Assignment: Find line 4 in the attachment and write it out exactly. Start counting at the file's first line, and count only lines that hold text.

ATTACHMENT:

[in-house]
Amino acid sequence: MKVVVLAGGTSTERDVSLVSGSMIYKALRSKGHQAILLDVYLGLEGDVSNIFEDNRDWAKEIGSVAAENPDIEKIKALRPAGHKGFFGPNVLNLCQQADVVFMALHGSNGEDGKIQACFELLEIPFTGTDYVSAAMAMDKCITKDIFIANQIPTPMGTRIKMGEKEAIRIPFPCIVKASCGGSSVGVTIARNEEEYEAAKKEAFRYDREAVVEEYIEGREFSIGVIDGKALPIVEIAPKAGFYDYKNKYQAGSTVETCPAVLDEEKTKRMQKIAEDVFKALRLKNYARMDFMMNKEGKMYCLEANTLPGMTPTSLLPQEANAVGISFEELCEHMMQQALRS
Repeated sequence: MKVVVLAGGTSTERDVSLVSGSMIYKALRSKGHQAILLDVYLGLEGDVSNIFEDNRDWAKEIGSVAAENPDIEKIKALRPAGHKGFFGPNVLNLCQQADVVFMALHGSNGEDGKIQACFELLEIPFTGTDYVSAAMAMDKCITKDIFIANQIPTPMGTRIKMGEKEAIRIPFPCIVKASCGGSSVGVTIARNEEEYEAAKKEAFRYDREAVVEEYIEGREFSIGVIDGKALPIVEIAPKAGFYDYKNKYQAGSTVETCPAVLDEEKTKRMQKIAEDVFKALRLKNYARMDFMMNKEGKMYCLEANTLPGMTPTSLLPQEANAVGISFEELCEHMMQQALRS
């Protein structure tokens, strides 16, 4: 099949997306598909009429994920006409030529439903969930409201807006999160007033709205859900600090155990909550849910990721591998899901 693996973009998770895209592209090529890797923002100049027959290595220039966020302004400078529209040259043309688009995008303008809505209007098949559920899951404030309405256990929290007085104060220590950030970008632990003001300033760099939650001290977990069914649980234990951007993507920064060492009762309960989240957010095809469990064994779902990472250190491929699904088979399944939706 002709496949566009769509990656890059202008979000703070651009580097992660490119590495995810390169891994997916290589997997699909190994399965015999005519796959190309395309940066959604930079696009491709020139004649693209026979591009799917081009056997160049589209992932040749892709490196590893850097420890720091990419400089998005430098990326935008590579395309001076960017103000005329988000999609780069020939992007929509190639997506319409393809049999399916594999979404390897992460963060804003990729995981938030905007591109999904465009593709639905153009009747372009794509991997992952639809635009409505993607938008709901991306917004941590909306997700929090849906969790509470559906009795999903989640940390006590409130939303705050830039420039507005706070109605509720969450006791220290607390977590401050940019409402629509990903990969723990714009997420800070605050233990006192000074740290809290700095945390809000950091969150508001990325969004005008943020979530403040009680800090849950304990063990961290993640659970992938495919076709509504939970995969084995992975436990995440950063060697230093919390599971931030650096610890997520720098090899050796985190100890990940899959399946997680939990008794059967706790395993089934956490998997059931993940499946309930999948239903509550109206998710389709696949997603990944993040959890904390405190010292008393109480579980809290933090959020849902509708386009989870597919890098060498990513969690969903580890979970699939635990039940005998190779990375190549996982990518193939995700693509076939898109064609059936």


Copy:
């Protein structure tokens, strides 16, 4: 099949997306598909009429994920006409030529439903969930409201807006999160007033709205859900600090155990909550849910990721591998899901 693996973009998770895209592209090529890797923002100049027959290595220039966020302004400078529209040259043309688009995008303008809505209007098949559920899951404030309405256990929290007085104060220590950030970008632990003001300033760099939650001290977990069914649980234990951007993507920064060492009762309960989240957010095809469990064994779902990472250190491929699904088979399944939706 002709496949566009769509990656890059202008979000703070651009580097992660490119590495995810390169891994997916290589997997699909190994399965015999005519796959190309395309940066959604930079696009491709020139004649693209026979591009799917081009056997160049589209992932040749892709490196590893850097420890720091990419400089998005430098990326935008590579395309001076960017103000005329988000999609780069020939992007929509190639997506319409393809049999399916594999979404390897992460963060804003990729995981938030905007591109999904465009593709639905153009009747372009794509991997992952639809635009409505993607938008709901991306917004941590909306997700929090849906969790509470559906009795999903989640940390006590409130939303705050830039420039507005706070109605509720969450006791220290607390977590401050940019409402629509990903990969723990714009997420800070605050233990006192000074740290809290700095945390809000950091969150508001990325969004005008943020979530403040009680800090849950304990063990961290993640659970992938495919076709509504939970995969084995992975436990995440950063060697230093919390599971931030650096610890997520720098090899050796985190100890990940899959399946997680939990008794059967706790395993089934956490998997059931993940499946309930999948239903509550109206998710389709696949997603990944993040959890904390405190010292008393109480579980809290933090959020849902509708386009989870597919890098060498990513969690969903580890979970699939635990039940005998190779990375190549996982990518193939995700693509076939898109064609059936």